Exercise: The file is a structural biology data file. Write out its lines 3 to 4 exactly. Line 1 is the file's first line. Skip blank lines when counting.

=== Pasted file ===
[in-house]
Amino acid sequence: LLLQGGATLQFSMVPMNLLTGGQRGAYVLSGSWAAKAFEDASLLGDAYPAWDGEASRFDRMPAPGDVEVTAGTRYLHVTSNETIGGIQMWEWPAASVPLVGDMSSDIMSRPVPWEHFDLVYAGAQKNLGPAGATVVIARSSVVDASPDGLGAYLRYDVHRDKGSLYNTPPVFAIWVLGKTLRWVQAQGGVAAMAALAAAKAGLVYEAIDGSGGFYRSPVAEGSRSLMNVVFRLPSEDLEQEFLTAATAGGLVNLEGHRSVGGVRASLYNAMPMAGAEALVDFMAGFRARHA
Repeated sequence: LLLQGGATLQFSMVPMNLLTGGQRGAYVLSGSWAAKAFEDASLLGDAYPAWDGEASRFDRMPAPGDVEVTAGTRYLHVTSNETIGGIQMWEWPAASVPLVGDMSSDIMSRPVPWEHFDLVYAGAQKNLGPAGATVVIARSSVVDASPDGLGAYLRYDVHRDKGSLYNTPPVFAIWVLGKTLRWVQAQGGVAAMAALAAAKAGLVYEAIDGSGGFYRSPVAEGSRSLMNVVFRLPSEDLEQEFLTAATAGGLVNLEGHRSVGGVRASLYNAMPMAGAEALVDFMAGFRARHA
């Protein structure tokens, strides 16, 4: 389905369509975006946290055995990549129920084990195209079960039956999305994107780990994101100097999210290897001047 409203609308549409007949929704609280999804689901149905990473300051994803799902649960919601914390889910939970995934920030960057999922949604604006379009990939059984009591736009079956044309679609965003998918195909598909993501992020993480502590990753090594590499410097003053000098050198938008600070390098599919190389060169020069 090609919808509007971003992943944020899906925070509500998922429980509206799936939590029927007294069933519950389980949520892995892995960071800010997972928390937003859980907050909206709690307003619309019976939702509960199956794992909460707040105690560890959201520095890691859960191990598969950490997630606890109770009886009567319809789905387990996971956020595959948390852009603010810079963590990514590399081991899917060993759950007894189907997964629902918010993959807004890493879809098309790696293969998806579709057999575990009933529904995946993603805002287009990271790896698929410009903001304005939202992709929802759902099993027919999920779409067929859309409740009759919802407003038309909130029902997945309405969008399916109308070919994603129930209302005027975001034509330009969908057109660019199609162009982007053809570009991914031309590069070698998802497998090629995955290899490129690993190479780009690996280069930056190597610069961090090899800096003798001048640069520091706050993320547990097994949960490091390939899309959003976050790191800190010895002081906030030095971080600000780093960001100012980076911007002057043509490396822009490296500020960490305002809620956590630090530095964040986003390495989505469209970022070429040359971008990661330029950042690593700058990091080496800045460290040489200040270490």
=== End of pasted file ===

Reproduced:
Repeated sequence: LLLQGGATLQFSMVPMNLLTGGQRGAYVLSGSWAAKAFEDASLLGDAYPAWDGEASRFDRMPAPGDVEVTAGTRYLHVTSNETIGGIQMWEWPAASVPLVGDMSSDIMSRPVPWEHFDLVYAGAQKNLGPAGATVVIARSSVVDASPDGLGAYLRYDVHRDKGSLYNTPPVFAIWVLGKTLRWVQAQGGVAAMAALAAAKAGLVYEAIDGSGGFYRSPVAEGSRSLMNVVFRLPSEDLEQEFLTAATAGGLVNLEGHRSVGGVRASLYNAMPMAGAEALVDFMAGFRARHA
């Protein structure tokens, strides 16, 4: 389905369509975006946290055995990549129920084990195209079960039956999305994107780990994101100097999210290897001047 409203609308549409007949929704609280999804689901149905990473300051994803799902649960919601914390889910939970995934920030960057999922949604604006379009990939059984009591736009079956044309679609965003998918195909598909993501992020993480502590990753090594590499410097003053000098050198938008600070390098599919190389060169020069 090609919808509007971003992943944020899906925070509500998922429980509206799936939590029927007294069933519950389980949520892995892995960071800010997972928390937003859980907050909206709690307003619309019976939702509960199956794992909460707040105690560890959201520095890691859960191990598969950490997630606890109770009886009567319809789905387990996971956020595959948390852009603010810079963590990514590399081991899917060993759950007894189907997964629902918010993959807004890493879809098309790696293969998806579709057999575990009933529904995946993603805002287009990271790896698929410009903001304005939202992709929802759902099993027919999920779409067929859309409740009759919802407003038309909130029902997945309405969008399916109308070919994603129930209302005027975001034509330009969908057109660019199609162009982007053809570009991914031309590069070698998802497998090629995955290899490129690993190479780009690996280069930056190597610069961090090899800096003798001048640069520091706050993320547990097994949960490091390939899309959003976050790191800190010895002081906030030095971080600000780093960001100012980076911007002057043509490396822009490296500020960490305002809620956590630090530095964040986003390495989505469209970022070429040359971008990661330029950042690593700058990091080496800045460290040489200040270490």